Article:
Don’t get stuck with neck pain at work, learn what you can do to stretch out your cervical spine with the proper cervical traction machine. Traction is a form of pulling that stretches out your neck to create more space for your intervertebral discs that are being compressed from years of poor posture. Here are the various types of cervical traction methods and just how effective they just might be for you.
Over-the-Door Cervical Traction
if you suffer from neck pain you may have seen these over-the-door contraptions already and they appear to look ridiculous. The patient’s head is strapped into a harness that goes under their chin and then a pulley system that hooks onto any door and attaches to a weight (bag full of water). Depending on the amount of water in the bag there is the more or less stretch you will get from the cervical traction unit.
The goal is to stretch out the neck and take weight off the cervical spine. Here the person sits on a chair with their back to the door and when they want to relax the stretch they simply stand up. The drawback of this unit is that you might find it hard to get the right height of chair or find it puts too much pressure on your jaw. Too much pressure on your jaw can lead to problems in your jaw joints like TMJ.
Air Neck Cushion Cervical Traction
Another method of cervical traction is with a neck cushion that almost looks like those ones you use to sleep with in the plane when your traveling. It is essentially an inflatable tube that you pump with your hand to inflate and release the pressure by letting the air out.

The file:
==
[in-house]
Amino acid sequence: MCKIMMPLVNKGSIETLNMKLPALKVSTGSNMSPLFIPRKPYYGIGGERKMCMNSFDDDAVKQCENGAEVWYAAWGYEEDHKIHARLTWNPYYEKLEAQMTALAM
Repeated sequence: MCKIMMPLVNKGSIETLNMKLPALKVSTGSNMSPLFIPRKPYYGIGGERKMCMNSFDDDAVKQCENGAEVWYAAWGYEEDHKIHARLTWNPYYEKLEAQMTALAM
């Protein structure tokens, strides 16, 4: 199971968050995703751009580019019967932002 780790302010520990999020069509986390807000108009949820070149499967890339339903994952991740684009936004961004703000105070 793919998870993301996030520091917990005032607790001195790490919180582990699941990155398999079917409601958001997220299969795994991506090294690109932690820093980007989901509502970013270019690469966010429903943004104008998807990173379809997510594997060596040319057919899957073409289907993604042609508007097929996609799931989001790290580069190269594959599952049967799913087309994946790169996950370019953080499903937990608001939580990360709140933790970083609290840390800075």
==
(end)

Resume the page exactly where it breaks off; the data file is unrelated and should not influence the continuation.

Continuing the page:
It works to inflate in such a way that it gets taller and elongate your neck. Pressure is put on your shoulders, your chin, and the back of your head to stretch your head away form your torso. It is effective in doing so although some people might feel constricted or even choked as the cervical traction device is inflated. Leaking is often an issue after a short while so you may want to get a few at a time.
Cervical Traction with no Pressure on the Jaw
The best type of cervical traction is that which allows you to lay down flat on your back in a relaxed position with your head slightly elevated and not putting pressure on your jaw. This is offered with two brands of cervical traction, Saunders and ComforTrac.
These both pull your head away from your shoulders by grabbing the back of your head rather than your chin. It is a much more comfortable position to be in and it gives you a much better stretch. The amount of traction is easily controlled with a hand held pump with a gauge that tells you exactly how much pressure you are applying to your neck. This makes it easy for the patient to follow their physiotherapist’s recommendations and avoid injury from too much pressure at the wrong time.
Cervical Traction with an Inversion Table
You may have also come across the inversion table that gradually tilts your whole body to the point of hanging upside down.
The concept of this pull of gravity stretching out your spine seems reasonable but in fact your body naturally wants to engage your muscles when hanging upside down so you don’t get a full deep stretch out of this. On top of this you won’t feel comfortable hanging upside down with the blood rushing to your head and your ankles carrying all that weight.